Compare roles in health

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  1. School nurse

    School nurses are specialist community public health nurses (SCPHN) who work with school-aged children and young people and their families to improve health and wellbeing outcomes and reduce inequalities and vulnerabilities.

    To train as a school nurse, you must first qualify and register as a nurse or midwife. You may then take an approved programme in Specialist Community Public Health Nursing (SCPHN). Nurses or midwives from any branch of nursing can enter the programme at any stage as long as they demonstrate that they can meet the academic requirements.
    Jobs in the NHS are covered by the Agenda for Change (AfC) pay scales. School nursing jobs usually start at band 6 but there is opportunity to move up the bands with experience. School nurses in the NHS will usually work standard hours of 37.5 per week. School nurses are increasingly being employed by local authorities where terms and conditions can vary.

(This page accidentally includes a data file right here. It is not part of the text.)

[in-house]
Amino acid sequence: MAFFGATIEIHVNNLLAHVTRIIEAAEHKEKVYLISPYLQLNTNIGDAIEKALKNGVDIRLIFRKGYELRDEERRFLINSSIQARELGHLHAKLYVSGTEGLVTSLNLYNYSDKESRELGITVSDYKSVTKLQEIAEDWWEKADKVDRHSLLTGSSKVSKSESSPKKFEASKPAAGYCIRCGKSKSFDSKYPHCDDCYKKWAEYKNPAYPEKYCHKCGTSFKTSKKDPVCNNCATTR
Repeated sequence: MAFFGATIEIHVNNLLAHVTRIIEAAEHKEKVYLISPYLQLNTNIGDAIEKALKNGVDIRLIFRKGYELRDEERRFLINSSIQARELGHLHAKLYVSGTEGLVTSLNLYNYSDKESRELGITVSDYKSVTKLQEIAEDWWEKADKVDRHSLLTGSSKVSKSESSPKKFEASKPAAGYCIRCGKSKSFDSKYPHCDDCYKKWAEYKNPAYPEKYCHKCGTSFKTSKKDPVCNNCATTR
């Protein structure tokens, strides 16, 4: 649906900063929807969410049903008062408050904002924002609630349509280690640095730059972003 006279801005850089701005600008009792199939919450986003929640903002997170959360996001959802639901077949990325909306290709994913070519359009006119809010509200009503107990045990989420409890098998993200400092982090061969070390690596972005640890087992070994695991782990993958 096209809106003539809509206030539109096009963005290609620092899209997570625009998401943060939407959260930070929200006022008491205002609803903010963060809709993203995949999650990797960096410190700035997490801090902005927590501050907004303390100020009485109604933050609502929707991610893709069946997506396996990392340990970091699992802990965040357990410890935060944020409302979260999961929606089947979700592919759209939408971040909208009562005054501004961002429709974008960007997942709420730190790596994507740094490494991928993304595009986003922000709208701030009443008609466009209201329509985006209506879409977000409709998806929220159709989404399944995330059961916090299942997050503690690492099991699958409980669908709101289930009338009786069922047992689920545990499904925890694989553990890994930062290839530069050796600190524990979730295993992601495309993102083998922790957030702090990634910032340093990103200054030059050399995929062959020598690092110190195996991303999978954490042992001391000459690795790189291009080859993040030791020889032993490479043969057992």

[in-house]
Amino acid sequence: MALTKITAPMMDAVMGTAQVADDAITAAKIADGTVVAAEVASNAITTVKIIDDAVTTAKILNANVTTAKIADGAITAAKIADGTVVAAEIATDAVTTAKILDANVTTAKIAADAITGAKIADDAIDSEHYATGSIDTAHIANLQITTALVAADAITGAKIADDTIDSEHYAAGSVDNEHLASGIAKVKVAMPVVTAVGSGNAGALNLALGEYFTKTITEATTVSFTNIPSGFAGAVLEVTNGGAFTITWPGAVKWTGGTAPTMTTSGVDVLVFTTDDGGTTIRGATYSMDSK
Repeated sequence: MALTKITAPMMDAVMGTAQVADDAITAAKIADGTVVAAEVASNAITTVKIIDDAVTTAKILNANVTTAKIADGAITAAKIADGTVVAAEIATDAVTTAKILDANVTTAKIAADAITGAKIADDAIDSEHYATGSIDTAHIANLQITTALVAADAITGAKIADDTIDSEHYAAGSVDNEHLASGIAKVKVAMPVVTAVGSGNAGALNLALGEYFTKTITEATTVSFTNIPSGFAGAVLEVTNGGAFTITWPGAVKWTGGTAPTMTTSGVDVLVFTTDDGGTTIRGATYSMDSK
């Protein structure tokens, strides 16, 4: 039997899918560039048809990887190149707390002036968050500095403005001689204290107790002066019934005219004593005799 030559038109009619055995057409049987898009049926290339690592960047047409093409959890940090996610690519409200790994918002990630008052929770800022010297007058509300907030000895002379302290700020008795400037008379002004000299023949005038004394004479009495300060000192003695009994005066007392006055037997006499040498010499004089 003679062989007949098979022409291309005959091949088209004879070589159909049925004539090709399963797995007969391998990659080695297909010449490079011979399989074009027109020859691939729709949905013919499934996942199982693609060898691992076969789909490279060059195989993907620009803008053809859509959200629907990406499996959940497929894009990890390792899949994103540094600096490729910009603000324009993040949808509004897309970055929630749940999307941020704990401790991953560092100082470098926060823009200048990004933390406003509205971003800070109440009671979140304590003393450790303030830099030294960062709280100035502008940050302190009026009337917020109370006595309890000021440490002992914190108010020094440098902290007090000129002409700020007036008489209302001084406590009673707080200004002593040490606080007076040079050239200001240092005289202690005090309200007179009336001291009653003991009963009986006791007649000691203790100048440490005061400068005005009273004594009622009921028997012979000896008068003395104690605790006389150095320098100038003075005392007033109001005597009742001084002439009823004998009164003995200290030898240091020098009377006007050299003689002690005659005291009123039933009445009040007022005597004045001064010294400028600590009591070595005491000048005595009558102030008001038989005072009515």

You'll need to be well organised, confident and able to cope with potentially challenging situations, such as working with a homeless family or in a refuge. You should be able to work independently for most of your time, although you will work as part of a team of other healthcare staff. You'll be responsible for people with a range of needs, so being flexible and being able to prioritise effectively is vital.
    You might choose to work towards senior school nursing or managerial roles, or carry out research and possibly become a lecturer in nursing or a related subject. You may also choose to qualify as a specialist community public health nurse (SCPHN).
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